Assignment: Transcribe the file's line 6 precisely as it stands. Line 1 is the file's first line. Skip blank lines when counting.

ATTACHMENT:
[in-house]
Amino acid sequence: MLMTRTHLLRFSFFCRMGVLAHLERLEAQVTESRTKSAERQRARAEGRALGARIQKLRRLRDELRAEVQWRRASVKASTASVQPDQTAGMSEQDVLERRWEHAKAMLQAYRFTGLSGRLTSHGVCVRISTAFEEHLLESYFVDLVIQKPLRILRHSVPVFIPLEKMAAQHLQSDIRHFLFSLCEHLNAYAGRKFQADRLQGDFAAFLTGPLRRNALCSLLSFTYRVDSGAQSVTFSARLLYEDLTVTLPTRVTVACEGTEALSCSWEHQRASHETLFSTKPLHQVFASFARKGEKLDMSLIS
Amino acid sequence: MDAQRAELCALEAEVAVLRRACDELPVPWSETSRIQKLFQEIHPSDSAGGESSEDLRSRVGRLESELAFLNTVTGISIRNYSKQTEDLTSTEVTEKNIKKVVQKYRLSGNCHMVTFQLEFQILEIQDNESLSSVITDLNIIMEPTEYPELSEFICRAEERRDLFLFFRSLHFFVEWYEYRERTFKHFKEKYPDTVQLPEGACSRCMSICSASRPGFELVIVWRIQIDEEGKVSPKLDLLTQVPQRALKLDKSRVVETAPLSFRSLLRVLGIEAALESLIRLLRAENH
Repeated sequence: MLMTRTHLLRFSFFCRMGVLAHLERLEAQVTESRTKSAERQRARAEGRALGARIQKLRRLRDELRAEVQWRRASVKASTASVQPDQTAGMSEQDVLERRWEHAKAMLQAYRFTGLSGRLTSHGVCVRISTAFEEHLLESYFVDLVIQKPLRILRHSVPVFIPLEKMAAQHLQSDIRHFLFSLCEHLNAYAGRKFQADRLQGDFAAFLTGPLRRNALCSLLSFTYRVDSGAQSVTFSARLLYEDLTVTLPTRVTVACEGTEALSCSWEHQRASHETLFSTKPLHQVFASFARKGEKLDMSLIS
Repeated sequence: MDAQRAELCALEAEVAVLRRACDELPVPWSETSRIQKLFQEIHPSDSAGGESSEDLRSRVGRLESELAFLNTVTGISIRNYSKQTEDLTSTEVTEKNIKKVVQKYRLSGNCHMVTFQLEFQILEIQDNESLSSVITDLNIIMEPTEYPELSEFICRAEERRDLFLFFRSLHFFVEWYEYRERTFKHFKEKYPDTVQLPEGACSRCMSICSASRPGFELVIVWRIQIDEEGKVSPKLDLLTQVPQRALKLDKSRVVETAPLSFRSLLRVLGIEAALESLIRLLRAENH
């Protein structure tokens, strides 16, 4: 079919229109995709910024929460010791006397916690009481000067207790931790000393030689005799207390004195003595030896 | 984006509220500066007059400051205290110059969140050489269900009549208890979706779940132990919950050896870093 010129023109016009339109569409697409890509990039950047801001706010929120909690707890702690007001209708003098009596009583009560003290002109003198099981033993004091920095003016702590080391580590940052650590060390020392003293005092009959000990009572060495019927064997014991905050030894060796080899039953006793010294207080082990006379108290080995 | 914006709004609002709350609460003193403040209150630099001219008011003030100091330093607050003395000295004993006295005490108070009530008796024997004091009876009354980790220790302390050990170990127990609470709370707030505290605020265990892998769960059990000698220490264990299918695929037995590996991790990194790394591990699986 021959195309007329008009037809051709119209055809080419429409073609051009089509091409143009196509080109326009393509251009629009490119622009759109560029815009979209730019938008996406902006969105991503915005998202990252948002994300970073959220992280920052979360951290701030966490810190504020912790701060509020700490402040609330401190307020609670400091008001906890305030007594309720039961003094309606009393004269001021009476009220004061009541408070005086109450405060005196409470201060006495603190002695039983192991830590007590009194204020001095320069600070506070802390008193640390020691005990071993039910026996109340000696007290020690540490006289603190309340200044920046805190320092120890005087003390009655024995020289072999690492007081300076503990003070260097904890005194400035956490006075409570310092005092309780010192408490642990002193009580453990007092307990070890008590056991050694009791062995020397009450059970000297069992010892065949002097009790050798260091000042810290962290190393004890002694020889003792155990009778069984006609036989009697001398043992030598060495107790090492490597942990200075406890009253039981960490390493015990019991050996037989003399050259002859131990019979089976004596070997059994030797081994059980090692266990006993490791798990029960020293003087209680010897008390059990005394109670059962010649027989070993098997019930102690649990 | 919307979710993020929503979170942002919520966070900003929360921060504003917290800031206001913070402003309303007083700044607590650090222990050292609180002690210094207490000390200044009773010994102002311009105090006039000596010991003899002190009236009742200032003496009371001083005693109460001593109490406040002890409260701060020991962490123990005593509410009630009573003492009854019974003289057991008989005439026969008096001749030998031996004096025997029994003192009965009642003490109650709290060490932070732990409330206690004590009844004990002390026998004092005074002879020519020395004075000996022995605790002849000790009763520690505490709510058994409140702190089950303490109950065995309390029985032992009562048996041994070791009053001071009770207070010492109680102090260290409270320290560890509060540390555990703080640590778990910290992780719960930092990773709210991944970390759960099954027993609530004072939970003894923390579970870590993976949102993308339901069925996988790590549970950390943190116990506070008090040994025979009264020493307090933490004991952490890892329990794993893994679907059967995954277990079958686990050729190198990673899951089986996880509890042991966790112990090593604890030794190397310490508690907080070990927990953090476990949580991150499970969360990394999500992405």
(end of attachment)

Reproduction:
């Protein structure tokens, strides 16, 4: 079919229109995709910024929460010791006397916690009481000067207790931790000393030689005799207390004195003595030896 | 984006509220500066007059400051205290110059969140050489269900009549208890979706779940132990919950050896870093 010129023109016009339109569409697409890509990039950047801001706010929120909690707890702690007001209708003098009596009583009560003290002109003198099981033993004091920095003016702590080391580590940052650590060390020392003293005092009959000990009572060495019927064997014991905050030894060796080899039953006793010294207080082990006379108290080995 | 914006709004609002709350609460003193403040209150630099001219008011003030100091330093607050003395000295004993006295005490108070009530008796024997004091009876009354980790220790302390050990170990127990609470709370707030505290605020265990892998769960059990000698220490264990299918695929037995590996991790990194790394591990699986 021959195309007329008009037809051709119209055809080419429409073609051009089509091409143009196509080109326009393509251009629009490119622009759109560029815009979209730019938008996406902006969105991503915005998202990252948002994300970073959220992280920052979360951290701030966490810190504020912790701060509020700490402040609330401190307020609670400091008001906890305030007594309720039961003094309606009393004269001021009476009220004061009541408070005086109450405060005196409470201060006495603190002695039983192991830590007590009194204020001095320069600070506070802390008193640390020691005990071993039910026996109340000696007290020690540490006289603190309340200044920046805190320092120890005087003390009655024995020289072999690492007081300076503990003070260097904890005194400035956490006075409570310092005092309780010192408490642990002193009580453990007092307990070890008590056991050694009791062995020397009450059970000297069992010892065949002097009790050798260091000042810290962290190393004890002694020889003792155990009778069984006609036989009697001398043992030598060495107790090492490597942990200075406890009253039981960490390493015990019991050996037989003399050259002859131990019979089976004596070997059994030797081994059980090692266990006993490791798990029960020293003087209680010897008390059990005394109670059962010649027989070993098997019930102690649990 | 919307979710993020929503979170942002919520966070900003929360921060504003917290800031206001913070402003309303007083700044607590650090222990050292609180002690210094207490000390200044009773010994102002311009105090006039000596010991003899002190009236009742200032003496009371001083005693109460001593109490406040002890409260701060020991962490123990005593509410009630009573003492009854019974003289057991008989005439026969008096001749030998031996004096025997029994003192009965009642003490109650709290060490932070732990409330206690004590009844004990002390026998004092005074002879020519020395004075000996022995605790002849000790009763520690505490709510058994409140702190089950303490109950065995309390029985032992009562048996041994070791009053001071009770207070010492109680102090260290409270320290560890509060540390555990703080640590778990910290992780719960930092990773709210991944970390759960099954027993609530004072939970003894923390579970870590993976949102993308339901069925996988790590549970950390943190116990506070008090040994025979009264020493307090933490004991952490890892329990794993893994679907059967995954277990079958686990050729190198990673899951089986996880509890042991966790112990090593604890030794190397310490508690907080070990927990953090476990949580991150499970969360990394999500992405």